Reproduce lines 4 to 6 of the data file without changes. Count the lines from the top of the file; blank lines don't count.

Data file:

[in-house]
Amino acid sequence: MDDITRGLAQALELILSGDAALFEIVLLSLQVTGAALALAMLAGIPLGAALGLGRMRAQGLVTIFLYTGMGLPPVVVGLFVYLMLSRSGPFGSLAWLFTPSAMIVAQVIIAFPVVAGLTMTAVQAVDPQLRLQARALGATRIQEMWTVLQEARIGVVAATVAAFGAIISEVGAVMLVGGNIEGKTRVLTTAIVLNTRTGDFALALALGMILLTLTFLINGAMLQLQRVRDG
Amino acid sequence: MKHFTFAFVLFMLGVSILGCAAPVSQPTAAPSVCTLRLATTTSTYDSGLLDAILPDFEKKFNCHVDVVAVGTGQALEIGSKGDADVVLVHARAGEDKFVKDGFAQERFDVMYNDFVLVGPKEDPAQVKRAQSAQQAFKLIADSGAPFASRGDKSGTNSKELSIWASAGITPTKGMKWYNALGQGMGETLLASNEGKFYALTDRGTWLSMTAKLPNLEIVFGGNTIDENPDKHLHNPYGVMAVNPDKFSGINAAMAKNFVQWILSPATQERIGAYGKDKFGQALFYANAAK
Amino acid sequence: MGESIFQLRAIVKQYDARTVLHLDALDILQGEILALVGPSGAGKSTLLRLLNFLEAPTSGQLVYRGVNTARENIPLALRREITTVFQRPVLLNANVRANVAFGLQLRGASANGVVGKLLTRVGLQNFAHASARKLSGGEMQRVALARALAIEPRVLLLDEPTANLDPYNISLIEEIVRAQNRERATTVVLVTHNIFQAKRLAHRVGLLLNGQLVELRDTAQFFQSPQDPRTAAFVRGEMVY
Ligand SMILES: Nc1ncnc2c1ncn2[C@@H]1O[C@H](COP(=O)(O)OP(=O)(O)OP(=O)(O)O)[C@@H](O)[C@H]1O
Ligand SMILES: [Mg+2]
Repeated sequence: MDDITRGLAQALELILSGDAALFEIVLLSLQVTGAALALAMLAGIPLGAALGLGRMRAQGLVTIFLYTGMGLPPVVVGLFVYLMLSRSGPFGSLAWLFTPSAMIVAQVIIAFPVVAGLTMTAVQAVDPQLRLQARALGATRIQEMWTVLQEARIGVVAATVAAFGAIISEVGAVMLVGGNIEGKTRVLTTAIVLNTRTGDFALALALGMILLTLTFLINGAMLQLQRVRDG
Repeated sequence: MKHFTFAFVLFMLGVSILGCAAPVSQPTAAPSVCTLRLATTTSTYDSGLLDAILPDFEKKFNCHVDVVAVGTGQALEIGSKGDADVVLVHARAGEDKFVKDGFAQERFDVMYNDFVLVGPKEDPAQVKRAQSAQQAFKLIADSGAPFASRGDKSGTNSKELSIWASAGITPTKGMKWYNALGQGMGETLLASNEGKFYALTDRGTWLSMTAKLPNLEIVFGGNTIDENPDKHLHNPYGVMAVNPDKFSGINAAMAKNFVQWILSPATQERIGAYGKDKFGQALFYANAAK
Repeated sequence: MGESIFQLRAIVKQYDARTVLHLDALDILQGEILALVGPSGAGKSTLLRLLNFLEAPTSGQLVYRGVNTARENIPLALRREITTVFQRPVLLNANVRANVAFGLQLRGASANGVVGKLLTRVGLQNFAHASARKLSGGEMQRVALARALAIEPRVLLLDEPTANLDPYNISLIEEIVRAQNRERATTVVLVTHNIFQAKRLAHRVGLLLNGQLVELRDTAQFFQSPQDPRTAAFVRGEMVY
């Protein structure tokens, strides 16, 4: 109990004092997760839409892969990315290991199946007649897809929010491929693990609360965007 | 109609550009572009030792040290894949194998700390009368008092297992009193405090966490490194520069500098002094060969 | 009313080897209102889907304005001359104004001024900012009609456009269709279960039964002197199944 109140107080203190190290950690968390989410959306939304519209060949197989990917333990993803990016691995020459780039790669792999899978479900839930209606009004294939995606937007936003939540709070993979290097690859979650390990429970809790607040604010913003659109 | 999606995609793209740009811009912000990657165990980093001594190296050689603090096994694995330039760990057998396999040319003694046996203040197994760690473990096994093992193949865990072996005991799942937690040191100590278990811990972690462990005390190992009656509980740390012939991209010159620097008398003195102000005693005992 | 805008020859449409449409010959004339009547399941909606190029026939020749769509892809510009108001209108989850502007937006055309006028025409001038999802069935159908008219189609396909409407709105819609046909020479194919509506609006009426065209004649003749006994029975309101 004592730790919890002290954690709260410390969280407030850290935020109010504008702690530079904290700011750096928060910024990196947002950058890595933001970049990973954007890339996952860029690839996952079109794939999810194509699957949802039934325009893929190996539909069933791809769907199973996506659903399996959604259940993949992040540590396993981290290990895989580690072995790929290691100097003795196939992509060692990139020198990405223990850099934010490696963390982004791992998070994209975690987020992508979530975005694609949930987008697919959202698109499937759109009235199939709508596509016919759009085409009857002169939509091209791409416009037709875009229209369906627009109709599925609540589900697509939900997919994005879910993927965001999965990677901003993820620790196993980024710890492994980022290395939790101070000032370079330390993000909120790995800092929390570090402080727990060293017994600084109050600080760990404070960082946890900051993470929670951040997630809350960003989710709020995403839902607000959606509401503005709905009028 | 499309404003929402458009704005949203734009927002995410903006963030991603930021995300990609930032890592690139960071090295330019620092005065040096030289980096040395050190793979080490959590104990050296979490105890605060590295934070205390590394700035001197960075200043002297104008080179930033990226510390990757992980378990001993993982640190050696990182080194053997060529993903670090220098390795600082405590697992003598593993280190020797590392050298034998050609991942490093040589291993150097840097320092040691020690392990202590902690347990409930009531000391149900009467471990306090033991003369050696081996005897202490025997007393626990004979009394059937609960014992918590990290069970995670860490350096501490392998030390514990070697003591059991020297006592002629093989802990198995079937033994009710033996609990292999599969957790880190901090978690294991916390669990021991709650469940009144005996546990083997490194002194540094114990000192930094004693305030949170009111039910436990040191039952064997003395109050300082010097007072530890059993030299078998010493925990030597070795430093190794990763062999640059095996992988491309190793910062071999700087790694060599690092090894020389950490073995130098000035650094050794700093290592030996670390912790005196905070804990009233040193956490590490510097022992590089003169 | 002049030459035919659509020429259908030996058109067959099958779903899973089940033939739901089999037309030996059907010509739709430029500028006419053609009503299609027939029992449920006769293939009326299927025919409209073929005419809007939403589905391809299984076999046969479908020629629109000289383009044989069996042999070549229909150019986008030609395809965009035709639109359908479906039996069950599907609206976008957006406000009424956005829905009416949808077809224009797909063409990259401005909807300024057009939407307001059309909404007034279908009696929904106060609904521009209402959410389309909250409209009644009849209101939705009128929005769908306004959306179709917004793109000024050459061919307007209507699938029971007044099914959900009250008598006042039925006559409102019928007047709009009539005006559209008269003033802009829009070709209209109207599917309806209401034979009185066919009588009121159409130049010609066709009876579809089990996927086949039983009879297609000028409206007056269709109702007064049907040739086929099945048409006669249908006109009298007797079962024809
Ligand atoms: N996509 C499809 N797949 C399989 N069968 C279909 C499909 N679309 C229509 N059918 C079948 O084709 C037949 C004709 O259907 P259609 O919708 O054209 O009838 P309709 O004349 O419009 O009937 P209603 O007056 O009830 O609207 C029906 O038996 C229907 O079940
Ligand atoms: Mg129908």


Amino acid sequence: MGESIFQLRAIVKQYDARTVLHLDALDILQGEILALVGPSGAGKSTLLRLLNFLEAPTSGQLVYRGVNTARENIPLALRREITTVFQRPVLLNANVRANVAFGLQLRGASANGVVGKLLTRVGLQNFAHASARKLSGGEMQRVALARALAIEPRVLLLDEPTANLDPYNISLIEEIVRAQNRERATTVVLVTHNIFQAKRLAHRVGLLLNGQLVELRDTAQFFQSPQDPRTAAFVRGEMVY
Ligand SMILES: Nc1ncnc2c1ncn2[C@@H]1O[C@H](COP(=O)(O)OP(=O)(O)OP(=O)(O)O)[C@@H](O)[C@H]1O
Ligand SMILES: [Mg+2]